Manually configuring all but the smallest networks is impractical, and not just because it is slow. You must also track the IPv4 addresses you assign and make sure each system has an address that is unique. This can present formidable logistical challenges, which is why few network administrators choose this option.

DYNAMIC HOST CONFIGURATION PROTOCOL (DHCP)
DHCP is an application-layer protocol that together enable administrators to dynamically allocate IP addresses from a pool. Computers equipped with DHCP clients automatically contact a DHCP server when they start, and the server assigns them unique addresses and all the other configuration parameters the server is configured to provide.

The DHCP server provides addresses to clients on a leased basis, and after a predetermined interval, each client either renews its address or releases it back to the server for reallocation. DHCP not only automates the address assignment process but also keeps track of the addresses it assigns, preventing address duplication on the network.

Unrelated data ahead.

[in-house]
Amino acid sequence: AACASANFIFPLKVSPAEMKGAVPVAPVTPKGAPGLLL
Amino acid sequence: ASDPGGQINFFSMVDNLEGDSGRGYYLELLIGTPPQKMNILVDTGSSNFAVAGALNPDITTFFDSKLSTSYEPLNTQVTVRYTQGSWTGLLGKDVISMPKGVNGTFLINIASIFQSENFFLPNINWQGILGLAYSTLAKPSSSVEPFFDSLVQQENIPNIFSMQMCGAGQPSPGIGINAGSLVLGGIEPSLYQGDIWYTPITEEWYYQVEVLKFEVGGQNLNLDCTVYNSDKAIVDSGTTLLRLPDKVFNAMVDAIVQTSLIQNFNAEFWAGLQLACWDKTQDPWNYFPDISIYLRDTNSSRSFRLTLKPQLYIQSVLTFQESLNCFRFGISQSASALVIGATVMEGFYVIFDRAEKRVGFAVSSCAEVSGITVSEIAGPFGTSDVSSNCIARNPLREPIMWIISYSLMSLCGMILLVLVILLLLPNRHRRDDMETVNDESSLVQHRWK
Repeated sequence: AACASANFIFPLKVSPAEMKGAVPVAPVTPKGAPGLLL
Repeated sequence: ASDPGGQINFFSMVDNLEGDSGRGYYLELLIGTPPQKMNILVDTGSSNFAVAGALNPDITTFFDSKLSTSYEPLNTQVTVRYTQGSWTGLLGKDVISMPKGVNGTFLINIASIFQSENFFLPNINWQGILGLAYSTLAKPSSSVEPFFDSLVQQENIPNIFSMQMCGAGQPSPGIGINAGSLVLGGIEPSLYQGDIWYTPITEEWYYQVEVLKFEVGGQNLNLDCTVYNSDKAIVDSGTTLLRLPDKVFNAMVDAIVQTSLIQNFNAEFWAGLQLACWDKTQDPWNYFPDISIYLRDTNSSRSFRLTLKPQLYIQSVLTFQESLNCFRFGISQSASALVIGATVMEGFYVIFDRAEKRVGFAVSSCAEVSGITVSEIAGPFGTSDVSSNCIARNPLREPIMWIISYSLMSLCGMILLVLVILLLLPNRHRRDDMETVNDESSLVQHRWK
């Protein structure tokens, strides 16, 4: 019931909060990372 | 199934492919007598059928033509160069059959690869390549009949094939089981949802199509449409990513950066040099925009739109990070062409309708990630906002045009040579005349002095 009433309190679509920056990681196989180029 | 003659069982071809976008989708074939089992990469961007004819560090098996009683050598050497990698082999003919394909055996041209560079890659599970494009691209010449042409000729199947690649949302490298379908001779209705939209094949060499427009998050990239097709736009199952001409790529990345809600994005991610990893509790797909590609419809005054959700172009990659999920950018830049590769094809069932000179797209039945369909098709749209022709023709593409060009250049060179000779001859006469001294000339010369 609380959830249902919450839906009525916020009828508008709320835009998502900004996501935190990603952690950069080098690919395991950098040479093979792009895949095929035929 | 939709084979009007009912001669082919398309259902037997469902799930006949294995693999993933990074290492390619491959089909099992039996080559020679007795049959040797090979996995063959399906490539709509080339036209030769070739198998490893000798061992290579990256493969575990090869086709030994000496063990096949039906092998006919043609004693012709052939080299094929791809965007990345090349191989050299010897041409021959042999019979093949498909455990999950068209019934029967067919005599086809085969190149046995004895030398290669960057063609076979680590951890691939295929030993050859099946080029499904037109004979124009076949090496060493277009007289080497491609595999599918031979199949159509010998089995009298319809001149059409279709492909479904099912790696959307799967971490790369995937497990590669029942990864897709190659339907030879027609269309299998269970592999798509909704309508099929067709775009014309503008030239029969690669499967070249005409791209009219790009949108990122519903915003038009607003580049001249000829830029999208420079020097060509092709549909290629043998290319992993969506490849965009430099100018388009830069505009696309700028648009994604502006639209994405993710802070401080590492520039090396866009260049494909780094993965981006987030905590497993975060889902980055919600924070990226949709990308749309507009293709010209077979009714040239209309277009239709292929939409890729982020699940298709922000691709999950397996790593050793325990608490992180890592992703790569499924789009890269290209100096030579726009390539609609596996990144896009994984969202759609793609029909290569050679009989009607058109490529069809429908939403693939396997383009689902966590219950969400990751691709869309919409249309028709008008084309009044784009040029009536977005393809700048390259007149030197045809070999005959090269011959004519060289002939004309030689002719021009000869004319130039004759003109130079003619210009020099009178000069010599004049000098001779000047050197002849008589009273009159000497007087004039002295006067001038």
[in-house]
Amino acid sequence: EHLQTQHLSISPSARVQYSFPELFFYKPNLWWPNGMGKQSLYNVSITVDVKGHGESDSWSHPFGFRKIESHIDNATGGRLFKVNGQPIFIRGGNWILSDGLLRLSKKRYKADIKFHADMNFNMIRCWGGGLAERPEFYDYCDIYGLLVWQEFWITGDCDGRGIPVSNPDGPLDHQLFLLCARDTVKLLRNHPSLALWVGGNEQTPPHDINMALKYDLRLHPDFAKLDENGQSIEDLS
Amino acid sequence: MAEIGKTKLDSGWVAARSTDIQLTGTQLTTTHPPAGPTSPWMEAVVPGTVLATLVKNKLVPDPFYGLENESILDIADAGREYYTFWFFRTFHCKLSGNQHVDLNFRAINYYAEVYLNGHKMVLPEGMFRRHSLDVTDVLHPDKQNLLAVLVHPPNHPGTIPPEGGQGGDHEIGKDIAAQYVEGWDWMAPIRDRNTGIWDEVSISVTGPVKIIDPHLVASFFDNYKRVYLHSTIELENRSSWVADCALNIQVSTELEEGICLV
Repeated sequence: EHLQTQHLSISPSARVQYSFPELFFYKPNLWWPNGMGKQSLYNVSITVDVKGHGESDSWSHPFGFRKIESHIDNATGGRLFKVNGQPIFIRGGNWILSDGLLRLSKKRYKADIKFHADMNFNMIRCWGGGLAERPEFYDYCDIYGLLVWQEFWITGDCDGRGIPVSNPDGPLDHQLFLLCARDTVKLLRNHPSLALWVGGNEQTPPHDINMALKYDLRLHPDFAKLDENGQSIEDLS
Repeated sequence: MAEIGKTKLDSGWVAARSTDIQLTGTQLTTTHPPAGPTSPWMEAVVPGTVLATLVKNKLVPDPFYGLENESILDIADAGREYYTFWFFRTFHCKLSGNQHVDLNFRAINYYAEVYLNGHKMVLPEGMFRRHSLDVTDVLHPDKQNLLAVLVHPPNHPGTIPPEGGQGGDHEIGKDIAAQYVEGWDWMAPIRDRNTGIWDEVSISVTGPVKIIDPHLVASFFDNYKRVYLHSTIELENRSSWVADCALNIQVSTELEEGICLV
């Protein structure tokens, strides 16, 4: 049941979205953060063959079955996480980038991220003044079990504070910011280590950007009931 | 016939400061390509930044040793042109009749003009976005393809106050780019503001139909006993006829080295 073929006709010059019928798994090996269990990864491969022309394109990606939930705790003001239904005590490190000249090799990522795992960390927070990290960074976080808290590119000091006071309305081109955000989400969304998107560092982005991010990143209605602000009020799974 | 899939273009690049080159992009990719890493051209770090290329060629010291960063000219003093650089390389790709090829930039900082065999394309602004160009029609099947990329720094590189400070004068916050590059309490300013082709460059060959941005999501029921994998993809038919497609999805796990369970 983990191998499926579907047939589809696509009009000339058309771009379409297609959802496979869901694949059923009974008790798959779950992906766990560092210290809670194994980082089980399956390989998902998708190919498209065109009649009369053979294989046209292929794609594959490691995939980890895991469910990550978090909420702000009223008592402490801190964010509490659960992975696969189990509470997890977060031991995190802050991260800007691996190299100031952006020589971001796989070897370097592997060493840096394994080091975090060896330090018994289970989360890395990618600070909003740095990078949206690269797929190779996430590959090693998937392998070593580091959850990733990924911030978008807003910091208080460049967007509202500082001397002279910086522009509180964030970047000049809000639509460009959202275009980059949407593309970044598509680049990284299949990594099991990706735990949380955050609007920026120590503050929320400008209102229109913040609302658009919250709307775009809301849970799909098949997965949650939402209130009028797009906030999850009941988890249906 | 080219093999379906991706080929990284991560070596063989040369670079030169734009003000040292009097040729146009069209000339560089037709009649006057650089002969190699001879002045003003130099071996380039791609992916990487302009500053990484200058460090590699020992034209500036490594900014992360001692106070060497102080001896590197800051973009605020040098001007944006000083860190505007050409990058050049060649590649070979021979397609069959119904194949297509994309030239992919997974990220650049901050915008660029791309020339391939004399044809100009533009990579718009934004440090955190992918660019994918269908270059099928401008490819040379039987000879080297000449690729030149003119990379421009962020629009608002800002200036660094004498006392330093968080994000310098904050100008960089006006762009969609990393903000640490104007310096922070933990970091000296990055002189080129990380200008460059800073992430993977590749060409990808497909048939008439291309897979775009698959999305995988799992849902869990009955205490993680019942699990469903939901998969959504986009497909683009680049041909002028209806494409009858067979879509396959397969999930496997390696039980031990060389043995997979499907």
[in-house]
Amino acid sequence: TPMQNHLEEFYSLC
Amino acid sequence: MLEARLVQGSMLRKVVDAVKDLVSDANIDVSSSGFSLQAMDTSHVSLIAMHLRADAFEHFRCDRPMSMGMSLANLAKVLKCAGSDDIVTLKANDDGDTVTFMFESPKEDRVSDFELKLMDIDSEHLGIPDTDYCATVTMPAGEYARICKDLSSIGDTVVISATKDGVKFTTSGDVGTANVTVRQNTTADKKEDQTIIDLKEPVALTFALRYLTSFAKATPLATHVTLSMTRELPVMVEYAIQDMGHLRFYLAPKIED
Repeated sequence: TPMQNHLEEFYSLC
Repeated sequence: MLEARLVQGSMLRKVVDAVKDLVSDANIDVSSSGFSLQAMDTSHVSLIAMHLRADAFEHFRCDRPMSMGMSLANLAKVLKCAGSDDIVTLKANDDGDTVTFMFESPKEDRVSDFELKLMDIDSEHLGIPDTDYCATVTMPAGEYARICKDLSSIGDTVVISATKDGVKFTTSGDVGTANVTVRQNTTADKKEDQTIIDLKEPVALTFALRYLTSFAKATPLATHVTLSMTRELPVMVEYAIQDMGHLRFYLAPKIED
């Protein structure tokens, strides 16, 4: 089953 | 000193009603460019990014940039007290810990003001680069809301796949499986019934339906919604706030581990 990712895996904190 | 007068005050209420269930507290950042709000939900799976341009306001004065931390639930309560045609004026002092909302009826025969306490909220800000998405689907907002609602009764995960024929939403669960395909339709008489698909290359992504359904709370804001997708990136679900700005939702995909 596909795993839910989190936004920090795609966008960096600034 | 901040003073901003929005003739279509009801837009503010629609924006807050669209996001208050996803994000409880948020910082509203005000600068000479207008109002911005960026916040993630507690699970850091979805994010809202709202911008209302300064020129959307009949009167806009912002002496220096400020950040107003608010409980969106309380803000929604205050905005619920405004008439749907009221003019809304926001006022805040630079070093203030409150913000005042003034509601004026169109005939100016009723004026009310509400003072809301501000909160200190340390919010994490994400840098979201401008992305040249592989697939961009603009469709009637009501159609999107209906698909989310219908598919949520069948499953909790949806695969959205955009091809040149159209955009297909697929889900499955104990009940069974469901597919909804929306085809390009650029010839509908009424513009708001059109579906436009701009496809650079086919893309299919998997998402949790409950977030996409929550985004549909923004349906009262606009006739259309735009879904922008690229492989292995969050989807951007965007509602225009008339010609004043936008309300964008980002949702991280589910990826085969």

AUTOMATIC PRIVATE IP ADDRESSING (APIPA)
APIPA is the name assigned by Microsoft to a DHCP failover mechanism used by all the current Microsoft Windows operating systems. On Windows computers, the DHCP client is  enabled by default. If, after several attempts, a system fails to locate a DHCP server on the network, APIPA takes over and automatically assigns an address on the 169.254.0.0/16 network to the computer.
For a small network that consists of only a single local area network (LAN), APIPA is a simple and effective alternative to installing a DHCP server. However, for installations consisting of multiple LANs connected by routers, administrators must take more positive control over the IP address assignment process. This usually means deploying one or more DHCP servers in some form.